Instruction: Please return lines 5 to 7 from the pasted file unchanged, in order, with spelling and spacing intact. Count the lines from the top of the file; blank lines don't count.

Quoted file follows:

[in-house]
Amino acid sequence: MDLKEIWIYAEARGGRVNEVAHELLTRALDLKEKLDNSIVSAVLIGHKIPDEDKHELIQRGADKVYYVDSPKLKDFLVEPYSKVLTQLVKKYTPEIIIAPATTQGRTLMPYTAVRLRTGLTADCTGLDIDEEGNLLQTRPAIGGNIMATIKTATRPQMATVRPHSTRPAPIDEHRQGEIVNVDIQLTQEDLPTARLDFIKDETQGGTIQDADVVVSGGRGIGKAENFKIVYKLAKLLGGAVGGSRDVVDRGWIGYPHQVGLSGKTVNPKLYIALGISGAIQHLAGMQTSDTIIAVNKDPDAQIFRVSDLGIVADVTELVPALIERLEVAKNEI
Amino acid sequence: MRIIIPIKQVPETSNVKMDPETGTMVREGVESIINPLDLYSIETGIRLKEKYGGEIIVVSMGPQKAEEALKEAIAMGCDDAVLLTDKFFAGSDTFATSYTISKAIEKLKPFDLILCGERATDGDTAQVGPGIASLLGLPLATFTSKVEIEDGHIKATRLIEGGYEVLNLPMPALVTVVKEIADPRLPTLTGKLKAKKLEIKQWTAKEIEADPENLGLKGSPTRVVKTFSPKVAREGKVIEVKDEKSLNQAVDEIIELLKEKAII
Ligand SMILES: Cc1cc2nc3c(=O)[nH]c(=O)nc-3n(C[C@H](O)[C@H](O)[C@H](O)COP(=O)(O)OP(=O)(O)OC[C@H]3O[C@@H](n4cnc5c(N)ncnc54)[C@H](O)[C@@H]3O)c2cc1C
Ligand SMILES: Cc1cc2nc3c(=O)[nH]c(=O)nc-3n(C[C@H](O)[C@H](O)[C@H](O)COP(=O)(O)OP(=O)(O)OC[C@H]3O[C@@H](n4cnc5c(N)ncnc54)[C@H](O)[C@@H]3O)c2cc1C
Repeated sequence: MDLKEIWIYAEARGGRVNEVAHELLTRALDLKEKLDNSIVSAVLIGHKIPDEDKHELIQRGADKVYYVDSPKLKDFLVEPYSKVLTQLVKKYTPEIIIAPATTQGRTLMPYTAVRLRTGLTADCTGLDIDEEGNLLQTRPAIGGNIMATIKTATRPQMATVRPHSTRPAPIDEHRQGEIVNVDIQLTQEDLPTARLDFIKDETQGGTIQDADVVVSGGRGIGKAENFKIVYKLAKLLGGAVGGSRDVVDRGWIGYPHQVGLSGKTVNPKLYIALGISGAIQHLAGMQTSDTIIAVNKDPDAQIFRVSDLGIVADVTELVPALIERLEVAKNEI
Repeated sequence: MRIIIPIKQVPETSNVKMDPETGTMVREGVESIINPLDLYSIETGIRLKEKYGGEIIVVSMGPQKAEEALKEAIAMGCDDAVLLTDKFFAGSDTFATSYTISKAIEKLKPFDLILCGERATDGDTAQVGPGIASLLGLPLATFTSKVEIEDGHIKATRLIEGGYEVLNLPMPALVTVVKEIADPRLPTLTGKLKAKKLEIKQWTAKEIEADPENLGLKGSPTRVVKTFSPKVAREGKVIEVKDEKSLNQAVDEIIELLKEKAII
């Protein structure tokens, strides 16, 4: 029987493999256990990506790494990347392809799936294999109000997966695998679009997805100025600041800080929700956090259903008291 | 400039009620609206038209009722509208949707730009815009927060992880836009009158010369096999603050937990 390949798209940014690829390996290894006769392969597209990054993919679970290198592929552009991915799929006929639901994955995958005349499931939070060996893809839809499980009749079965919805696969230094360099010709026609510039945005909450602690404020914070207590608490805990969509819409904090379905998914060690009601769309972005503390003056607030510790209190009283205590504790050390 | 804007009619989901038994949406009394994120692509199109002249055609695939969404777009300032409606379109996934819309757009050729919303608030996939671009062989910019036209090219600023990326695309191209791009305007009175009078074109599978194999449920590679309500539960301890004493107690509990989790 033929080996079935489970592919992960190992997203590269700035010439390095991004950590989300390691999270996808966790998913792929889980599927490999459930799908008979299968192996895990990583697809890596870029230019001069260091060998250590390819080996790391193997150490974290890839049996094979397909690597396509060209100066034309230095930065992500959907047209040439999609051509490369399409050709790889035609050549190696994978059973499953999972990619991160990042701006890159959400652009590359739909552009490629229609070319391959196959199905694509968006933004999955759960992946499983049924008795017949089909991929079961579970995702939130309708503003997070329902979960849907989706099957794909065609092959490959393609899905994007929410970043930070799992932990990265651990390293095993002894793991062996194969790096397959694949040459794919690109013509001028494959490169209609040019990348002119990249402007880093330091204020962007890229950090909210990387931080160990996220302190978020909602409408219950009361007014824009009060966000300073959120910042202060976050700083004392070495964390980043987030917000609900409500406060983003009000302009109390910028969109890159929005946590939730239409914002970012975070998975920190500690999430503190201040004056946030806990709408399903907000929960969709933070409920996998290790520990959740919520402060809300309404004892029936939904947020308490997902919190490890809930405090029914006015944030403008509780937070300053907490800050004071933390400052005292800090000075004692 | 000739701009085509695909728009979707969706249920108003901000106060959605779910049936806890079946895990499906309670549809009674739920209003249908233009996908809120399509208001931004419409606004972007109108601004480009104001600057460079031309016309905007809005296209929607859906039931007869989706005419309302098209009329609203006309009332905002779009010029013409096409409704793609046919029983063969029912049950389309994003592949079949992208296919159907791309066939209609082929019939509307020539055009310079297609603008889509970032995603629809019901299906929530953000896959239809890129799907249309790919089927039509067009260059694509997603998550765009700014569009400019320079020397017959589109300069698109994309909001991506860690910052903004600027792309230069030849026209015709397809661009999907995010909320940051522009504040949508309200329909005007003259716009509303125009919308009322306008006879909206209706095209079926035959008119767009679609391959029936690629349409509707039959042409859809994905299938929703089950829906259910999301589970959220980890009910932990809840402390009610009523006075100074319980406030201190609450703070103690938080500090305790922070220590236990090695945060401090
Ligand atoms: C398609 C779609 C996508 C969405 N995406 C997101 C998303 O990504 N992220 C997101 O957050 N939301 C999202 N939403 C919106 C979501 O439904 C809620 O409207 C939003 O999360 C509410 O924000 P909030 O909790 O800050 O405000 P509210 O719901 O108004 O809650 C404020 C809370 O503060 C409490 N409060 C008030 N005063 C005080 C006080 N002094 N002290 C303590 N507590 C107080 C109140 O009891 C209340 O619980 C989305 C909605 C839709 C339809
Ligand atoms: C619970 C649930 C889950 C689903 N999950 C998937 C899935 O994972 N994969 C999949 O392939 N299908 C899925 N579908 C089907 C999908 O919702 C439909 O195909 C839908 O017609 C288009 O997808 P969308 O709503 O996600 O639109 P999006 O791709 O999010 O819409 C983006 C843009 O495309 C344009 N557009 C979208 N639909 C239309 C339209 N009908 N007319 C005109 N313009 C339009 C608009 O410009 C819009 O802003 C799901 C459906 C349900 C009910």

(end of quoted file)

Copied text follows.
Ligand SMILES: Cc1cc2nc3c(=O)[nH]c(=O)nc-3n(C[C@H](O)[C@H](O)[C@H](O)COP(=O)(O)OP(=O)(O)OC[C@H]3O[C@@H](n4cnc5c(N)ncnc54)[C@H](O)[C@@H]3O)c2cc1C
Repeated sequence: MDLKEIWIYAEARGGRVNEVAHELLTRALDLKEKLDNSIVSAVLIGHKIPDEDKHELIQRGADKVYYVDSPKLKDFLVEPYSKVLTQLVKKYTPEIIIAPATTQGRTLMPYTAVRLRTGLTADCTGLDIDEEGNLLQTRPAIGGNIMATIKTATRPQMATVRPHSTRPAPIDEHRQGEIVNVDIQLTQEDLPTARLDFIKDETQGGTIQDADVVVSGGRGIGKAENFKIVYKLAKLLGGAVGGSRDVVDRGWIGYPHQVGLSGKTVNPKLYIALGISGAIQHLAGMQTSDTIIAVNKDPDAQIFRVSDLGIVADVTELVPALIERLEVAKNEI
Repeated sequence: MRIIIPIKQVPETSNVKMDPETGTMVREGVESIINPLDLYSIETGIRLKEKYGGEIIVVSMGPQKAEEALKEAIAMGCDDAVLLTDKFFAGSDTFATSYTISKAIEKLKPFDLILCGERATDGDTAQVGPGIASLLGLPLATFTSKVEIEDGHIKATRLIEGGYEVLNLPMPALVTVVKEIADPRLPTLTGKLKAKKLEIKQWTAKEIEADPENLGLKGSPTRVVKTFSPKVAREGKVIEVKDEKSLNQAVDEIIELLKEKAII